Another group that had the worst of all worlds had small nerve fiber problems, central nervous system dysfunction and central sensitization; they were more sensitive to painful stimuli, may have had allodynia, experienced sensations associated with small fiber problems, and also experienced ongoing central nervous system induced pain.

Another group with small fiber pathology and no central sensitization probably experience pain symptoms related to their small fiber problems but do not experience increased pain when they knock something or injure themselves slightly.

Another group with no small fiber pathology and central sensitization probably don’t have small fiber symptoms but probably experience increased levels of pain when they have a small injury.

If the authors had added neuropathic pain to the mix, more combinations would have sprung up.

This study, then, suggests that fibromyalgia is not a pain disorder but is a collection of pain disorders perhaps overlain by a common central nervous system dysfunction. This dysfunction, they suggested, probably causes problems with pain in general, as well as fatigue, sleep, anxiety and cognitive problems in FM and in diseases like chronic fatigue syndrome (ME/CFS).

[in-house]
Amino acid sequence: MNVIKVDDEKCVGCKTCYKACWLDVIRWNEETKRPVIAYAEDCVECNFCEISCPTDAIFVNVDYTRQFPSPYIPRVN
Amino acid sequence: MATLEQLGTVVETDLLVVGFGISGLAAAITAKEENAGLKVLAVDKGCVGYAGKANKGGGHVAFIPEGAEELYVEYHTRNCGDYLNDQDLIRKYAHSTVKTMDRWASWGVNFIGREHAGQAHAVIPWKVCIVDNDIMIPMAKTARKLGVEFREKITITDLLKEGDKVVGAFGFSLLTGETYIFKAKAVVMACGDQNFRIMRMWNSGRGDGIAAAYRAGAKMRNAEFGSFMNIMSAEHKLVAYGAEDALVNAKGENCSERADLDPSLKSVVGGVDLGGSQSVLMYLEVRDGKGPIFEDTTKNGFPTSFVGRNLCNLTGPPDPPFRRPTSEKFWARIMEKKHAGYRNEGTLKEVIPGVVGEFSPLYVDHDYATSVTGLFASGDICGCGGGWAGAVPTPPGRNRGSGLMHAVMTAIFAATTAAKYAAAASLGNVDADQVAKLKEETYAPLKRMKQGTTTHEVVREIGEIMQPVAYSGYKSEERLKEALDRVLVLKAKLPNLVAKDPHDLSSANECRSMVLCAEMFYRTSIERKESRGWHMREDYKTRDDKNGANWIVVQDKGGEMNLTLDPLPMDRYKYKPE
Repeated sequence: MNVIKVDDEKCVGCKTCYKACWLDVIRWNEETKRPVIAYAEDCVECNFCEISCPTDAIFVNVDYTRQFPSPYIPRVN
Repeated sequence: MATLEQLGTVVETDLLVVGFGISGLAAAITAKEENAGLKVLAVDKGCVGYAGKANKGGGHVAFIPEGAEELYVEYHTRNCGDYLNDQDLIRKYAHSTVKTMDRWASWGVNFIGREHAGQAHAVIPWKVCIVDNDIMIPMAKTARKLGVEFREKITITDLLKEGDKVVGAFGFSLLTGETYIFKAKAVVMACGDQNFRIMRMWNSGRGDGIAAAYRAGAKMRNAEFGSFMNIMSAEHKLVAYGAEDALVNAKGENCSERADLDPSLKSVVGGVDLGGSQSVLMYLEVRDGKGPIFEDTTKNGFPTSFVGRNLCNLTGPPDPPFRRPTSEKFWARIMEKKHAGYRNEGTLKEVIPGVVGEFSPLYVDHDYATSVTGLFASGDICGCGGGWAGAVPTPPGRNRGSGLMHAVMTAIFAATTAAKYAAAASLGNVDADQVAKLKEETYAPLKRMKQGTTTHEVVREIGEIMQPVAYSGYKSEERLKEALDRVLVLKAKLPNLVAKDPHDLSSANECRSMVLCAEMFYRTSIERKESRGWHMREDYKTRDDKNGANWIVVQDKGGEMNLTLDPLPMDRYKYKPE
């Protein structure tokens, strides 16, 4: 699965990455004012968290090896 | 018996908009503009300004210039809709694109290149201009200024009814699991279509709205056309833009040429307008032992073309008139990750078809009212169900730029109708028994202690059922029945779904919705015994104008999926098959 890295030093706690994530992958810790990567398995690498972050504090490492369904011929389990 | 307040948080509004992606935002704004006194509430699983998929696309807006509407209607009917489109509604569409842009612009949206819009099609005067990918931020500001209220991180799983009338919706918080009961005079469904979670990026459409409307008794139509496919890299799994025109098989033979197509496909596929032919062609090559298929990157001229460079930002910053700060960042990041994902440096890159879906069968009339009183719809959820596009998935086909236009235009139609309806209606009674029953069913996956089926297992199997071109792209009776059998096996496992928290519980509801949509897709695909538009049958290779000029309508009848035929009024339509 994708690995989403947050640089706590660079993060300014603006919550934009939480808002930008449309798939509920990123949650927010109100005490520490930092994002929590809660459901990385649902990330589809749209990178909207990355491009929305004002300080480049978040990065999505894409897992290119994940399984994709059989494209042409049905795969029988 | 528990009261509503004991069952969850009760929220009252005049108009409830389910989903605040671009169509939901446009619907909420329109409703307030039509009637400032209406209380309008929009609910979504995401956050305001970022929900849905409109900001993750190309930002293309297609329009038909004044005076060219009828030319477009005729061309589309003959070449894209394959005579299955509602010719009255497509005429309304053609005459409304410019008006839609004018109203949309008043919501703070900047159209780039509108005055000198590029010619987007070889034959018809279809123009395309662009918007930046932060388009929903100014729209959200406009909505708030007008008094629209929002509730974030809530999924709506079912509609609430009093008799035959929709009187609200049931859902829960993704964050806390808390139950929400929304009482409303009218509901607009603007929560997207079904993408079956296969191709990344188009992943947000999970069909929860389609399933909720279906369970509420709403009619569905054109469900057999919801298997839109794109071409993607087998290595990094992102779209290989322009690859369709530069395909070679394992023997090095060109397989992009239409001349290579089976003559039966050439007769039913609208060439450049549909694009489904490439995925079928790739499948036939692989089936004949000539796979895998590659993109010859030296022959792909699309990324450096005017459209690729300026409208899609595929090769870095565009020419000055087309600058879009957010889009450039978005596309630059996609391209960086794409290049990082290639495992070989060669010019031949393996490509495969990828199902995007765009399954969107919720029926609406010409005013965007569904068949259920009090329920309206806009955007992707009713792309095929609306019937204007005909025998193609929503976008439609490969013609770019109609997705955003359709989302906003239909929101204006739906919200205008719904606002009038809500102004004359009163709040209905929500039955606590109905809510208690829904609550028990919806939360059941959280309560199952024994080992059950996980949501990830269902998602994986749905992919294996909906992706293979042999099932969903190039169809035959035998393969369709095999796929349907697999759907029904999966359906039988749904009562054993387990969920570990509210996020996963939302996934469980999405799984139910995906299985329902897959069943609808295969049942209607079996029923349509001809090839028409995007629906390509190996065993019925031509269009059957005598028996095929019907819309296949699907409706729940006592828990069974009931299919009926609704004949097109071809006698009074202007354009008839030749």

Different FM patients also experience pain associated with a) central sensitization produced at the spinal cord level, b) peripheral neuropathic problems, c) small nerve pathology and/or d) large nerve pathology.

Promising Drug on the Horizon?

FM patients with small nerve pathology might benefit from immune agents, while those without small nerve problems might benefit from central nervous system acting drugs such as Lyrica. The authors noted that a drug they’ve used with success in patients with sarcoidosis and small fiber neuropathy called ARA 290 which restores peripheral nerve architecture could be helpful in FM patients with peripheral nerve problems. ARA 290 is the first drug focused totally on small fiber neuropathy.

A new class of drug, ARA 290 activates “innate repair receptors” and turns off cytokines, protects tissues in inflammatory environments from damage, and even promotes small nerve fiber repair. It may be able to help with both the pain and autonomic symptoms associated with SFN.  In laboratory studies it’s been able to reduce microglia activity, neuropathic pain, and allodynia. It’s been given fast-track status for the treatment of SFN associated with sarcoidosis. The orphan drug designation it recently received for the treatment of sarcoidosis should reduce the cost of Phase III trials.

Despite the finding that small nerve pathology does not increase central sensitization, the authors acknowledged that it’s still possible that an ongoing stream of pain signals emanating from the body to the brain is responsible for, or contributes to, the central nervous system problems found.

In the meantime, FM just got a bit more complex. It’s clearly a central pain disorder than can collect other types of pain disorders as well. Determining what kinds of pain you experience could give you a shot at finding better treatments